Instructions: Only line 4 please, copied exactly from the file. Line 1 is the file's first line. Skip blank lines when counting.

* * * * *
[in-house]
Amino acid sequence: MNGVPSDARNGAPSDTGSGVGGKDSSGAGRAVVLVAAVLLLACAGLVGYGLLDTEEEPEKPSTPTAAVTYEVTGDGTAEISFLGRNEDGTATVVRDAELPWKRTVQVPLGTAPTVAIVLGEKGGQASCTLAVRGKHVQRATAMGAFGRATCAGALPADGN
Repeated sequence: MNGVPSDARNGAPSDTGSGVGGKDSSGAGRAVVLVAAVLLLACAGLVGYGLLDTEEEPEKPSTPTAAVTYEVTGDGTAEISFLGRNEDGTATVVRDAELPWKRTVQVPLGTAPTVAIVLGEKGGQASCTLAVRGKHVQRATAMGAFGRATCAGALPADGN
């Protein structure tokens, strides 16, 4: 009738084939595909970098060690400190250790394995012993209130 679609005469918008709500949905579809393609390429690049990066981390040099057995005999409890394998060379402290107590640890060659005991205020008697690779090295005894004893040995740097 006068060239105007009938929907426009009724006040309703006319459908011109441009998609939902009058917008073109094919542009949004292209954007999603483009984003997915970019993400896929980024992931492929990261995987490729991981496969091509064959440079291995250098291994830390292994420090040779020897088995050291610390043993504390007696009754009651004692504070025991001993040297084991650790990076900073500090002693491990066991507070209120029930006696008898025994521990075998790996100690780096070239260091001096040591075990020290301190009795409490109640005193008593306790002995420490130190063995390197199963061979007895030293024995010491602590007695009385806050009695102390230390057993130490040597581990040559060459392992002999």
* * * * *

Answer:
């Protein structure tokens, strides 16, 4: 009738084939595909970098060690400190250790394995012993209130 679609005469918008709500949905579809393609390429690049990066981390040099057995005999409890394998060379402290107590640890060659005991205020008697690779090295005894004893040995740097 006068060239105007009938929907426009009724006040309703006319459908011109441009998609939902009058917008073109094919542009949004292209954007999603483009984003997915970019993400896929980024992931492929990261995987490729991981496969091509064959440079291995250098291994830390292994420090040779020897088995050291610390043993504390007696009754009651004692504070025991001993040297084991650790990076900073500090002693491990066991507070209120029930006696008898025994521990075998790996100690780096070239260091001096040591075990020290301190009795409490109640005193008593306790002995420490130190063995390197199963061979007895030293024995010491602590007695009385806050009695102390230390057993130490040597581990040559060459392992002999």